Vector database security: Qdrant

A look at the Qdrant vector database from a privacy, security, and risk management perspective

Qdrant's product

About Qdrant

Qdrant is an open source vector database that can be run either via their cloud service or as a Docker container in your own infrastructure. They have a good reputation and are one of the more interesting open source projects to follow in this space.

The Qdrant database is written in Rust, which is a wise choice both for memory safety (eliminating a major class of attacks) and performance (side note: we also write most everything we do at IronCore in Rust so maybe we’re biased here in how important this choice is, but consider that it also helps to catch bugs in code before they ship).

The database supports filtering on associated data and can work with both sparse and dense vectors using built-in hybrid search options. They have public benchmarks showing that they’re much faster than the handful of folks they chose to compare against (Pinecone is notably absent, for example, though it’s hard to make a reasonable comparison since you can’t run Pinecone on your own hardware so that makes sense).

Screenshot of Qdrant's home page on 2024-03-21

Qdrant's product page on 2024-03-21

Qdrant (in)security

An assessment of Qdrant's security

All vector embeddings and vector databases have inherent issues because of the data they hold (see next section for more). Regardless, we look at the basics of security to see what Qdrant gets right and where they miss the mark.

SaaS option: weak security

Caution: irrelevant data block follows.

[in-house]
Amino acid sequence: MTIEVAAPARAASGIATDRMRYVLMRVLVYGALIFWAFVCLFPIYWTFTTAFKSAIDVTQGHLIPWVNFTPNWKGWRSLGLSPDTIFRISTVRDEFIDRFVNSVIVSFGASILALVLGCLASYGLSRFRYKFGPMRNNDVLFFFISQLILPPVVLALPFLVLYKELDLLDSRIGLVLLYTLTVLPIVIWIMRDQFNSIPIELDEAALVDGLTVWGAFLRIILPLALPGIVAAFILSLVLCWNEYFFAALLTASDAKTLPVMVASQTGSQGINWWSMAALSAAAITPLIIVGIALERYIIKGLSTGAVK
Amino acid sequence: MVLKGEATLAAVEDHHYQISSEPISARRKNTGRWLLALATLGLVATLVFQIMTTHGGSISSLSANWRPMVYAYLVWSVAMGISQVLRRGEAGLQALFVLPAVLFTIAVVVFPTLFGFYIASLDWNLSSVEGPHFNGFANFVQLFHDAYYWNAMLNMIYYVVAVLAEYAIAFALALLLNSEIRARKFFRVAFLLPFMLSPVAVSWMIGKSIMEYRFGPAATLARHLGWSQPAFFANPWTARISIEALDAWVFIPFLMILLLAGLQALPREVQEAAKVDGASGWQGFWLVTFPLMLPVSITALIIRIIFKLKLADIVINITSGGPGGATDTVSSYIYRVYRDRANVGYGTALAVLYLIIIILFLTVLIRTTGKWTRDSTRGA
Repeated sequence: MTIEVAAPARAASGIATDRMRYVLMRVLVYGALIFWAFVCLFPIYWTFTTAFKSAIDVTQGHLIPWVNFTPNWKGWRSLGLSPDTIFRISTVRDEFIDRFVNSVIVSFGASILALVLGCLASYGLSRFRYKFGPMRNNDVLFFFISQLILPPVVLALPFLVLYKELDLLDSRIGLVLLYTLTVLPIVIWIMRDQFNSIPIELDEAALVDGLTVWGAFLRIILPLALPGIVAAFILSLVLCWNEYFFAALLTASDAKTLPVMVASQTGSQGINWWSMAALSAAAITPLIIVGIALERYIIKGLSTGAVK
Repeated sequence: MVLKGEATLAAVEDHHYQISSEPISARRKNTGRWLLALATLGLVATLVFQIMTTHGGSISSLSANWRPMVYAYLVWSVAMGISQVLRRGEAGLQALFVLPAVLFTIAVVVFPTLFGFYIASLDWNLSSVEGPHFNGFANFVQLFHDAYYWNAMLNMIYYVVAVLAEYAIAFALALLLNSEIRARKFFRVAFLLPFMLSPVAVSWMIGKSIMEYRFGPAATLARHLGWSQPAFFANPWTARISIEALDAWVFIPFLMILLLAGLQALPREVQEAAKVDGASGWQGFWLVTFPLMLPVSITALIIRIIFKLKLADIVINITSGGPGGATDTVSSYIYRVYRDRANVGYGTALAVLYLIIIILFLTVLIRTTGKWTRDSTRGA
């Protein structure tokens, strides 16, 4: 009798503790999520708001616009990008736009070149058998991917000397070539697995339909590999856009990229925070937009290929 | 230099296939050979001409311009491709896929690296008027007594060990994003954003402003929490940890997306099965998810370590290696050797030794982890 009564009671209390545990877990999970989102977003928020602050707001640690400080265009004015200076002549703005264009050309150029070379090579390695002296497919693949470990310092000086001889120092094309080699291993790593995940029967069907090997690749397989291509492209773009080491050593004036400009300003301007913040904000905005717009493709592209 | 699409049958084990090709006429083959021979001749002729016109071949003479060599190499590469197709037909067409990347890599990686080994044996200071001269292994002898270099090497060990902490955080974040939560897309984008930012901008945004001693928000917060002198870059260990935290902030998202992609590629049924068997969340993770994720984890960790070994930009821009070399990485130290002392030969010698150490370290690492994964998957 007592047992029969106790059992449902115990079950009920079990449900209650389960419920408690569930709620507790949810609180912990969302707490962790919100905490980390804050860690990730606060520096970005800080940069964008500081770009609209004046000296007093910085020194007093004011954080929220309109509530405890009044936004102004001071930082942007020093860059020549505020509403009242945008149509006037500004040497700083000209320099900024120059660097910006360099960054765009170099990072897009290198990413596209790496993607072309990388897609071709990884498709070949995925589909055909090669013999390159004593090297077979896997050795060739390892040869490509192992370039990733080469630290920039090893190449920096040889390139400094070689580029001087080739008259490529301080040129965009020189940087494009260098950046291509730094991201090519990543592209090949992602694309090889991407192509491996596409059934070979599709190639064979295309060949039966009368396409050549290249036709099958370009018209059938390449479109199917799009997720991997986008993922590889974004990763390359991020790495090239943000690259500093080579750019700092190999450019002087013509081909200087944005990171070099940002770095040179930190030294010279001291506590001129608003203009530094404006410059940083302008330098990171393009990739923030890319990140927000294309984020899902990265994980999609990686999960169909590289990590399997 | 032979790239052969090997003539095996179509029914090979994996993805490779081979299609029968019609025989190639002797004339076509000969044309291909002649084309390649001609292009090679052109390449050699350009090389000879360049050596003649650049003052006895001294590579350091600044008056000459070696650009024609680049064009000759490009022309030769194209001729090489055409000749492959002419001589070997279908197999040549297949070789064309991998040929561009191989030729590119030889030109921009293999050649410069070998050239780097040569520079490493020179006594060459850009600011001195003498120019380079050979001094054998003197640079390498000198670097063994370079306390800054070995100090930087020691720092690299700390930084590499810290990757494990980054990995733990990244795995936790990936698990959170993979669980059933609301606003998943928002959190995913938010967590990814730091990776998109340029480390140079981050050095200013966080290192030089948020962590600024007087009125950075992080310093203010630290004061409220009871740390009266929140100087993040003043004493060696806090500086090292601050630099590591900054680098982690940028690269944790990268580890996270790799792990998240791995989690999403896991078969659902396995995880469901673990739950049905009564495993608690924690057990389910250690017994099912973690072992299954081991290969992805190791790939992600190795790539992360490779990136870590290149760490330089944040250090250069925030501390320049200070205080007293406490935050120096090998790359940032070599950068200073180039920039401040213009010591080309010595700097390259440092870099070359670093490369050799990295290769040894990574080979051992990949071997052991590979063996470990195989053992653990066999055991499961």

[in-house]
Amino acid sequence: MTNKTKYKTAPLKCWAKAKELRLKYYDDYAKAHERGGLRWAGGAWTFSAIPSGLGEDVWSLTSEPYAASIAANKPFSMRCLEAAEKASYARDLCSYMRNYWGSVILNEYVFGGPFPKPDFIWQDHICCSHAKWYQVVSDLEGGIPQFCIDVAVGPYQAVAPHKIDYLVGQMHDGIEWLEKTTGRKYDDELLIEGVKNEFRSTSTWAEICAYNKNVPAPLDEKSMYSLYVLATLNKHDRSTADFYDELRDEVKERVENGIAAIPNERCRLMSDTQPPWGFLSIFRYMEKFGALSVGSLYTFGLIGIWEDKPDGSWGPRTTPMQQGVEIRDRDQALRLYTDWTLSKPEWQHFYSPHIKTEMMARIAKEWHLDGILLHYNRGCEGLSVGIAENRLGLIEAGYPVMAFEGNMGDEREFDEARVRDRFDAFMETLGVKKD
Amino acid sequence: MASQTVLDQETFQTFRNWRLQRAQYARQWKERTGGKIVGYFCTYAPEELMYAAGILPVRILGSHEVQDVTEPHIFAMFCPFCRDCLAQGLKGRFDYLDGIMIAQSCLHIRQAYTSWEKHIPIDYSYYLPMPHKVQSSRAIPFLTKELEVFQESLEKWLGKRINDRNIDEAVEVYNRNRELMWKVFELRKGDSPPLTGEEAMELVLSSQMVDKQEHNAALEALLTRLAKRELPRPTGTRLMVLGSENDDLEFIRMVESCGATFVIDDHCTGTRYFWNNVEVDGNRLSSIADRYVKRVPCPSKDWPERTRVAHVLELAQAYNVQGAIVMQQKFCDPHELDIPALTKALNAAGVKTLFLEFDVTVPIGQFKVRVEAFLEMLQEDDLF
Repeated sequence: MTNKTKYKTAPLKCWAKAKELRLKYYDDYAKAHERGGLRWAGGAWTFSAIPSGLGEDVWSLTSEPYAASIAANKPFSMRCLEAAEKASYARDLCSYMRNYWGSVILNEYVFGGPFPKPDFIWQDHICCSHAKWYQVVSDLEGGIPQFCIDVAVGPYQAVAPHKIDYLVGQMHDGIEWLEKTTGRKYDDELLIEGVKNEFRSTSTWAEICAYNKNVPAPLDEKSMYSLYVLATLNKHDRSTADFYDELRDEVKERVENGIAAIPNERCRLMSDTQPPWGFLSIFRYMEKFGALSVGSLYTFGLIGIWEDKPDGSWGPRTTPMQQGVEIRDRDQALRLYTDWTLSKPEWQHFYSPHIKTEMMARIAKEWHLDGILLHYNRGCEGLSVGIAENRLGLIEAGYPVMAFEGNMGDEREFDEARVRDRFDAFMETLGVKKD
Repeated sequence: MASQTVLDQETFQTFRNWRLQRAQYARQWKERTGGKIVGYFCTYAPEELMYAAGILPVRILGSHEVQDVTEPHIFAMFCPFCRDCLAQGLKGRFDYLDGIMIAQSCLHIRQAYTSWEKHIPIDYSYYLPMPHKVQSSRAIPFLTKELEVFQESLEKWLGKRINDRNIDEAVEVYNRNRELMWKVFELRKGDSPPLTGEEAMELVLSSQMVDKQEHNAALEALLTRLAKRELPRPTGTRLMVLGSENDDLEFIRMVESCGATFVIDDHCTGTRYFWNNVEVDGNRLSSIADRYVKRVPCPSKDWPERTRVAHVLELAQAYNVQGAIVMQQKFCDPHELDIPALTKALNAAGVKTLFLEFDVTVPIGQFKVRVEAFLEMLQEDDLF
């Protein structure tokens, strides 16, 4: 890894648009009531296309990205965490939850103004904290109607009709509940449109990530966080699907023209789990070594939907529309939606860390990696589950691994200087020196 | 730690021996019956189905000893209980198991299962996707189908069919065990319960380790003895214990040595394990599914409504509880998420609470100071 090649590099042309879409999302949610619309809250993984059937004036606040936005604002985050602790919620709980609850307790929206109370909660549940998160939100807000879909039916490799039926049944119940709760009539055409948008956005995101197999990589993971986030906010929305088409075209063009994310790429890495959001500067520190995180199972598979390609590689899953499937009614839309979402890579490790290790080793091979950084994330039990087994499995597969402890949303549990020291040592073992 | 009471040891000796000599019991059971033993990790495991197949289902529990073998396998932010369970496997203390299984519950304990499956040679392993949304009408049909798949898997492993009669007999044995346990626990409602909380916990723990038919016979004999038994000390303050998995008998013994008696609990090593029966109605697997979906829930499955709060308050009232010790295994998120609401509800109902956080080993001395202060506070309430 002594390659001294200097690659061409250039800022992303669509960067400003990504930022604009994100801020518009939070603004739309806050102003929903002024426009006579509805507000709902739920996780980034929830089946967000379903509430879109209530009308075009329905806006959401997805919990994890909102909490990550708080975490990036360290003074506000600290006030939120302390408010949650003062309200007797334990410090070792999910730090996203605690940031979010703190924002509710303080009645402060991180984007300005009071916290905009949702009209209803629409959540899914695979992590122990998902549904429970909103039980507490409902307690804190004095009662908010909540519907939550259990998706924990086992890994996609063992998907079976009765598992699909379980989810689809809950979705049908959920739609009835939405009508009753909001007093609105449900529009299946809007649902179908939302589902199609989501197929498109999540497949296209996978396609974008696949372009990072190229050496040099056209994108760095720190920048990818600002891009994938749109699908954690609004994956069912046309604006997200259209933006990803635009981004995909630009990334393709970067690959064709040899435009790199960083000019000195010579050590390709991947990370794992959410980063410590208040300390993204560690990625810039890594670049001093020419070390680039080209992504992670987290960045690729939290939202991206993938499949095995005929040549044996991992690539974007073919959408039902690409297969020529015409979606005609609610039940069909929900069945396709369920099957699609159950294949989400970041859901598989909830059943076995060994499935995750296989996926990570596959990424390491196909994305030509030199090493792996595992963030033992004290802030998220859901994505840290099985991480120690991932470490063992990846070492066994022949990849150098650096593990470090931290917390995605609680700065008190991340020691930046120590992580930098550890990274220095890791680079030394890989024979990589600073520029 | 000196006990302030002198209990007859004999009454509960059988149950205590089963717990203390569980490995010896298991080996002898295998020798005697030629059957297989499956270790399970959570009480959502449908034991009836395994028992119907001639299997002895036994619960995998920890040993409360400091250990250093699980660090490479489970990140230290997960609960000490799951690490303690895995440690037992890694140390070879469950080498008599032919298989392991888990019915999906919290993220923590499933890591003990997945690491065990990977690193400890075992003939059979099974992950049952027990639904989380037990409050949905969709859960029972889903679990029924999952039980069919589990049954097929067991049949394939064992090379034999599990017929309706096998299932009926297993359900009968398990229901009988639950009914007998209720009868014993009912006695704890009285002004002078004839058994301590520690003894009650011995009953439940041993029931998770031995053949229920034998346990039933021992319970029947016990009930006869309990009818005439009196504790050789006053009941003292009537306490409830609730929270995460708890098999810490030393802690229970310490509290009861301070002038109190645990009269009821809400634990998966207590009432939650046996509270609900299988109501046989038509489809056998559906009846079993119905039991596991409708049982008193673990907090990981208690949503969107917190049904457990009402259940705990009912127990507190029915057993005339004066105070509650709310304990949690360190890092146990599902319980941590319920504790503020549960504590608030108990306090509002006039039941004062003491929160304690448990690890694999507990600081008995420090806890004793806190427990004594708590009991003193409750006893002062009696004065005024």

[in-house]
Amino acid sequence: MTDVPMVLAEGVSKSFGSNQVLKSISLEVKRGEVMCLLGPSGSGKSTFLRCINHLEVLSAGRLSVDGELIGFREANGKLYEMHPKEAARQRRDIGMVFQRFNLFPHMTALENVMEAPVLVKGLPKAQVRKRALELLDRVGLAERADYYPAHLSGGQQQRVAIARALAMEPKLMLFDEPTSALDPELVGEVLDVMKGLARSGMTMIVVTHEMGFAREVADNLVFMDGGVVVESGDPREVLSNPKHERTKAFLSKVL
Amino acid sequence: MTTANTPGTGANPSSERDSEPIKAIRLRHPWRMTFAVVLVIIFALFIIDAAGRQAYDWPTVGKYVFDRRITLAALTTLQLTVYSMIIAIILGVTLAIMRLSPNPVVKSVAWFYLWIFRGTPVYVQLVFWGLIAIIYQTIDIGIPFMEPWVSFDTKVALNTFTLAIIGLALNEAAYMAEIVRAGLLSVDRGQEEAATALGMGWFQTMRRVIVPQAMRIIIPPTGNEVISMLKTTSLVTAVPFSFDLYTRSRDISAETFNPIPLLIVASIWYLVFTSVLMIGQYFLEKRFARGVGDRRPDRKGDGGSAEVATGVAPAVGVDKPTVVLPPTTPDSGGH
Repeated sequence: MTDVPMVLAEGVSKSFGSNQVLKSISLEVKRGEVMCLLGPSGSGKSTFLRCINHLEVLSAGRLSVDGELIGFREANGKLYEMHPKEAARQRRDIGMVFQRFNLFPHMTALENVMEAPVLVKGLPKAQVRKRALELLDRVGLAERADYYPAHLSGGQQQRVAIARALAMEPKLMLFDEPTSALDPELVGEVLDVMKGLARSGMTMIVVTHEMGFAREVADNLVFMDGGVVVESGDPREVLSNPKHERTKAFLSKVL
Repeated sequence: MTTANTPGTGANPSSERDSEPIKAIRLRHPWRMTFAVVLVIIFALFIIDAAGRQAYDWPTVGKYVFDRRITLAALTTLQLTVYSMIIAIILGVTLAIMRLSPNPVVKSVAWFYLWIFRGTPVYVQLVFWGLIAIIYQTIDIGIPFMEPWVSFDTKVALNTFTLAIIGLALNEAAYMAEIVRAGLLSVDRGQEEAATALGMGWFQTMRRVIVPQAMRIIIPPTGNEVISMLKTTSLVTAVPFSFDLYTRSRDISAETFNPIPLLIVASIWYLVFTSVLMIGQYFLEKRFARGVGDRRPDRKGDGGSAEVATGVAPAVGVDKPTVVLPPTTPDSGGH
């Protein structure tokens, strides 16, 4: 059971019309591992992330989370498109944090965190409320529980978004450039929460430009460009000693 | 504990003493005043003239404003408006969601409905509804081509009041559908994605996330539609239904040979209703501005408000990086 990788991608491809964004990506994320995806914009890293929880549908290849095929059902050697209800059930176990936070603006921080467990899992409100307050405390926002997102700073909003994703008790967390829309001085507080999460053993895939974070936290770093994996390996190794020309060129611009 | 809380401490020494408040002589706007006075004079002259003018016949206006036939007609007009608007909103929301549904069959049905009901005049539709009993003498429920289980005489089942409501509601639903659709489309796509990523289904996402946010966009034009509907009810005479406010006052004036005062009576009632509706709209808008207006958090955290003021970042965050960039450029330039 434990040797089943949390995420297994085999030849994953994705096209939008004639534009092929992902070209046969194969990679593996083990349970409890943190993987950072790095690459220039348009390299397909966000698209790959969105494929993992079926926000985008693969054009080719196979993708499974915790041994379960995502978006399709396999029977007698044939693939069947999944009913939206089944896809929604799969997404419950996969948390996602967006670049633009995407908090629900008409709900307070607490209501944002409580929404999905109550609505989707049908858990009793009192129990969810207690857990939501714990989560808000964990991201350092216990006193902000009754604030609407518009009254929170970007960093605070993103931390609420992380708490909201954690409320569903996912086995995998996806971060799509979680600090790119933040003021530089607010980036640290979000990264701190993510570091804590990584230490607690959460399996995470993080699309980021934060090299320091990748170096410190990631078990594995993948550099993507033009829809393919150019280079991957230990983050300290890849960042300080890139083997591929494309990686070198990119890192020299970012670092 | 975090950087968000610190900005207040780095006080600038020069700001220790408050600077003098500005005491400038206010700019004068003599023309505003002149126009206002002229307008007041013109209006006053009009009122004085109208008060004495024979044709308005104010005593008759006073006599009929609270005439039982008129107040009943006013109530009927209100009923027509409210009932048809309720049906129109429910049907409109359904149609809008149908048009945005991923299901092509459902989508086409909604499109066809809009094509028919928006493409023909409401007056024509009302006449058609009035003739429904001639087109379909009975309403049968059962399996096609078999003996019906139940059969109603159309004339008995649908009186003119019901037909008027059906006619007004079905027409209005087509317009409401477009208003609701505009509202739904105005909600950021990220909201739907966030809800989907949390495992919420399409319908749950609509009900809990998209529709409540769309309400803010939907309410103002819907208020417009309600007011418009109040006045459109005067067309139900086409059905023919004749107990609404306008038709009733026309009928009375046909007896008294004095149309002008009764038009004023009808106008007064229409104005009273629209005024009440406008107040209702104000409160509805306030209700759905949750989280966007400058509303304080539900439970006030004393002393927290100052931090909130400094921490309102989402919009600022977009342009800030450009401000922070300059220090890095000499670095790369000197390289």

We only base our evaluations on purely public data. Unfortunately, Qdrant has almost no security information published. They use Drata to power their “trust center” and to indicate what policies they have, but they don’t give any info on those policies unless you give them your personal information and sign a NDA, which we won’t do. The security PDF linked from their cloud service had the most information and it’s incredibly short and basic.

Because Qdrant can run either as a cloud service or self-hosted, the analysis is trickier. For those who self-host, Qdrant has a Security Guide, which explains how to properly set up the database. We’ll get back to that in a minute.

First we’ll look at their hosted service. We used our creative commons licensed SaaS Security Maturity Evaluation checklist to evaluate the overall security of Qdrant’s SaaS offering. The result was the LOWEST “WEAK” RATING we’ve yet encountered with just four points.

Screenshot of Qdrant's weak security maturity rating

We encourage you to look at the filled out checklist on Google Sheets to see the details, but in short, they only have the most basic of security precautions in place.

Misleading PCI claims

One misleading portion of their security PDF says, “The servers and services hosted on them are certified as complying with the PCI Data Security Standard … The certification confirms that the services adhere to the PCI DSS Level 4 requirements for security management, policies, procedures, network architecture, software design, and other critical protective measures.”

  • This statement seems to say that the Qdrant services are PCI certified. Or, possibly, that because AWS/GCP/Azure have PCI certifications, then any services (including Qdrant) running on them are automatically PCI compliant.
  • This is false. Qdrant is not PCI certified and no part of certification is automatic. You can check and see if a company has a PCI certification on the public PCI website. Qdrant isn’t listed.

Screenshot showing Qdrant not found in PCI database

Now, not having PCI isn’t itself a bad thing – as long as they aren’t processing payments – but making misleading statements about certifications is problematic. Trust is hard to earn, but easy to lose, and nothing loses trust faster than bogus claims.

Lack of certifications

Qdrant appears to lack any third-party certifications, audits, or pen tests – certainly they don’t publicly claim to have these – which means there’s no way to be sure that any cybersecurity policy they profess is actually followed.